Manual material handling (MMH) work contributes to a large percentage of the more than half a million cases of musculoskeletal disorders reported annually in the United States. Musculoskeletal disorders often involve strains and sprains to the lower back, shoulders, and upper limbs. They can result in protracted pain, disability, medical treatment, and financial stress for those afflicted with them, and employers often find themselves paying the bill, either directly or through workers’ compensation insurance, while at the same time coping with the loss of the full capacity of their workers.
It offers suggestions to improve the handling of rectangular, square, and cylindrical containers, sacks, and bags.
Eliminating lifting from the floor and using simple transport devices like carts or dollies
Using lift-assist devices like scissors lift tables or load levelers
Using more sophisticated equipment like powered stackers, hoists, cranes, or vacuum assist devices
Guiding your choice of equipment by analyzing and redesigning work stations and workflow
OSHA Cites Four Contractors Following Fatal Construction Accident in Miami
OSHA has proposed penalties of $59,000 against four contractors—Starsouth Stucco Systems, Whiting-Turner Contracting Co., Safety Guys Inc., and M.C. Velar Construction—for multiple safety violations at a construction site in Miami, Fla.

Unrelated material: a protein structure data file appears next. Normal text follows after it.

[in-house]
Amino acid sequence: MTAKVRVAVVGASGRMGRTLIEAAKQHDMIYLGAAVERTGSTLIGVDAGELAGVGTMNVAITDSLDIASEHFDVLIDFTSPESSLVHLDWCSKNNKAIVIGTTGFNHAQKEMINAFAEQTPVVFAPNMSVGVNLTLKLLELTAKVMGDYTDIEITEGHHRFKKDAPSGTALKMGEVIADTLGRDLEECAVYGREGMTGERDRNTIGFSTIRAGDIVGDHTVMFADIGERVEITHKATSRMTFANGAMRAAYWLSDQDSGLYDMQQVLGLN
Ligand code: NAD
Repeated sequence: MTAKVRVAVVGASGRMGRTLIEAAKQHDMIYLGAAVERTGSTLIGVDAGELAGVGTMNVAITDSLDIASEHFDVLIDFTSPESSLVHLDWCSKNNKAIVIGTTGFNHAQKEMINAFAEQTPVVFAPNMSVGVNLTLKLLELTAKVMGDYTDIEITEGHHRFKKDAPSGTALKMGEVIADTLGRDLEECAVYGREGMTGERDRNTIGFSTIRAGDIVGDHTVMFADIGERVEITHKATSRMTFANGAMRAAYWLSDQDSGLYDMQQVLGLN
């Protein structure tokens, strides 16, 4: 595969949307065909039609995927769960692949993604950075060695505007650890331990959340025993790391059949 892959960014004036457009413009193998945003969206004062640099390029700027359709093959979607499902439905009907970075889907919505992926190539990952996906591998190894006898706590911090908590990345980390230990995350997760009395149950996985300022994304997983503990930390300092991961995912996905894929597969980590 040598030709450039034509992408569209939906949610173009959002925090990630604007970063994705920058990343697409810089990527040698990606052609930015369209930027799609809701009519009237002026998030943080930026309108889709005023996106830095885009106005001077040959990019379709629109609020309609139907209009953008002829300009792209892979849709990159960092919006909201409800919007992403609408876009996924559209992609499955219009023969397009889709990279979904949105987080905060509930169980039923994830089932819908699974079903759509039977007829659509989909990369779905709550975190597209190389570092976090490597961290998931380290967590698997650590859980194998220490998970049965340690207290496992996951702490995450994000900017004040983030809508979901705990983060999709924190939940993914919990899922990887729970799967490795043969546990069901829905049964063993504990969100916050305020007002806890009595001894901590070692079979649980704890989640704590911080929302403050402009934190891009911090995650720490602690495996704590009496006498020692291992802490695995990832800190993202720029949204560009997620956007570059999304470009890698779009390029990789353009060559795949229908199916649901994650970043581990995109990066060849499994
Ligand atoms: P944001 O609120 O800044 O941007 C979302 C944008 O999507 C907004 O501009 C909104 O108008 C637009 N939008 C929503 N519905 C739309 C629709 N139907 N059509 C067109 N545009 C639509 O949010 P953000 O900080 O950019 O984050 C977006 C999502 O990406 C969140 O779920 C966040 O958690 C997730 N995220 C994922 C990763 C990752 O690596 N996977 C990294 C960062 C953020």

The safety violations led to a fatality that occurred on Nov. 1, 2006, when a plasterer working on one of the building's balconies fell 210 feet.
"Falls are a major cause of preventable workplace deaths in the United States, and the department will not tolerate employers who ignore safety standards," said Darlene Fossum, OSHA's area director in Fort Lauderdale. "These companies placed the lives of employees at risk by not providing proper fall protection equipment and training."
OSHA issued 16 serious citations against the companies for allowing employees to work on unprotected balconies, allowing employees to use defective and inadequate safety equipment, not inspecting defective safety devices or removing them, having an inadequate safety program, and not providing employees with adequate safety training.
The employee who died worked for Starsouth Stucco Systems. Safety Guys Inc. supplied the fall protection systems used at the site. M.C. Velar Construction provided concrete forming used at the site. Whiting-Turner Contracting Co. was the general contractor responsible for all site activities.
The companies have 15 working days to contest the citations and proposed penalties before the independent Occupational Safety and Health Review Commission. The site was inspected by staff from OSHA's Fort Lauderdale Area Office.